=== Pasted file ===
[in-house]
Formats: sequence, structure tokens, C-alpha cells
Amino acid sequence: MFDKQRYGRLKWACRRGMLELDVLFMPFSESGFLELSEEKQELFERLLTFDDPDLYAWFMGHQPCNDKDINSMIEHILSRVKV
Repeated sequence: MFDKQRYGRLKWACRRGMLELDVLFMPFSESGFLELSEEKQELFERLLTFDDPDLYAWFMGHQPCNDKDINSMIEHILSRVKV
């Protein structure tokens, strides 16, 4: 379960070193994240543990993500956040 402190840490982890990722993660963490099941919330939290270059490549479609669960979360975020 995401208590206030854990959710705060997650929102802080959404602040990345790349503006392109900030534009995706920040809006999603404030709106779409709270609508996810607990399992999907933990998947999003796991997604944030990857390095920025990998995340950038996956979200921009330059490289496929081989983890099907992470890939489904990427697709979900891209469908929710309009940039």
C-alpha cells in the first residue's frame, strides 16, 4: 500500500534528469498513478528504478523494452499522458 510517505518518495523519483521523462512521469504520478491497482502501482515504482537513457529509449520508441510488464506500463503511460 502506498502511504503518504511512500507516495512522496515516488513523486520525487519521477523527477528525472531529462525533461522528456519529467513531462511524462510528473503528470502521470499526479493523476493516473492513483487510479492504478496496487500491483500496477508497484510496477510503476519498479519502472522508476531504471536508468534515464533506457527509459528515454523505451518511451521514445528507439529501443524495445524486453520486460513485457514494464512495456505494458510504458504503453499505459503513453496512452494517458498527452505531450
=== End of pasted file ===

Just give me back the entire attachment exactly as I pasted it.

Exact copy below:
[in-house]
Formats: sequence, structure tokens, C-alpha cells
Amino acid sequence: MFDKQRYGRLKWACRRGMLELDVLFMPFSESGFLELSEEKQELFERLLTFDDPDLYAWFMGHQPCNDKDINSMIEHILSRVKV
Repeated sequence: MFDKQRYGRLKWACRRGMLELDVLFMPFSESGFLELSEEKQELFERLLTFDDPDLYAWFMGHQPCNDKDINSMIEHILSRVKV
């Protein structure tokens, strides 16, 4: 379960070193994240543990993500956040 402190840490982890990722993660963490099941919330939290270059490549479609669960979360975020 995401208590206030854990959710705060997650929102802080959404602040990345790349503006392109900030534009995706920040809006999603404030709106779409709270609508996810607990399992999907933990998947999003796991997604944030990857390095920025990998995340950038996956979200921009330059490289496929081989983890099907992470890939489904990427697709979900891209469908929710309009940039």
C-alpha cells in the first residue's frame, strides 16, 4: 500500500534528469498513478528504478523494452499522458 510517505518518495523519483521523462512521469504520478491497482502501482515504482537513457529509449520508441510488464506500463503511460 502506498502511504503518504511512500507516495512522496515516488513523486520525487519521477523527477528525472531529462525533461522528456519529467513531462511524462510528473503528470502521470499526479493523476493516473492513483487510479492504478496496487500491483500496477508497484510496477510503476519498479519502472522508476531504471536508468534515464533506457527509459528515454523505451518511451521514445528507439529501443524495445524486453520486460513485457514494464512495456505494458510504458504503453499505459503513453496512452494517458498527452505531450